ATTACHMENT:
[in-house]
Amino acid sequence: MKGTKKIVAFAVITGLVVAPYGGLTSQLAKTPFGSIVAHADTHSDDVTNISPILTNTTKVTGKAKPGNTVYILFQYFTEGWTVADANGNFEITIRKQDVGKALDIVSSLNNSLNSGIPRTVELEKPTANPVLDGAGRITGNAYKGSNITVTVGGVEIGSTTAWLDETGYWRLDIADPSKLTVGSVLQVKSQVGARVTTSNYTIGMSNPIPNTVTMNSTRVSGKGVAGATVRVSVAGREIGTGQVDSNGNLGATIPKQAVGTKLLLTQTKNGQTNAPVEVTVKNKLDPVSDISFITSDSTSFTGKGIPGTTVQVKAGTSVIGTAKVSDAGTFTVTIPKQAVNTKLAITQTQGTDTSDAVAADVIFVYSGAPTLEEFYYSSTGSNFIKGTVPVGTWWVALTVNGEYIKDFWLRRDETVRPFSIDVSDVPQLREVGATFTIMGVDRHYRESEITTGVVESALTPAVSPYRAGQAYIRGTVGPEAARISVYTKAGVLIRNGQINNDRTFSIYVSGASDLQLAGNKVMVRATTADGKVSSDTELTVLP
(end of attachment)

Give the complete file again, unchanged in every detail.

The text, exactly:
[in-house]
Amino acid sequence: MKGTKKIVAFAVITGLVVAPYGGLTSQLAKTPFGSIVAHADTHSDDVTNISPILTNTTKVTGKAKPGNTVYILFQYFTEGWTVADANGNFEITIRKQDVGKALDIVSSLNNSLNSGIPRTVELEKPTANPVLDGAGRITGNAYKGSNITVTVGGVEIGSTTAWLDETGYWRLDIADPSKLTVGSVLQVKSQVGARVTTSNYTIGMSNPIPNTVTMNSTRVSGKGVAGATVRVSVAGREIGTGQVDSNGNLGATIPKQAVGTKLLLTQTKNGQTNAPVEVTVKNKLDPVSDISFITSDSTSFTGKGIPGTTVQVKAGTSVIGTAKVSDAGTFTVTIPKQAVNTKLAITQTQGTDTSDAVAADVIFVYSGAPTLEEFYYSSTGSNFIKGTVPVGTWWVALTVNGEYIKDFWLRRDETVRPFSIDVSDVPQLREVGATFTIMGVDRHYRESEITTGVVESALTPAVSPYRAGQAYIRGTVGPEAARISVYTKAGVLIRNGQINNDRTFSIYVSGASDLQLAGNKVMVRATTADGKVSSDTELTVLP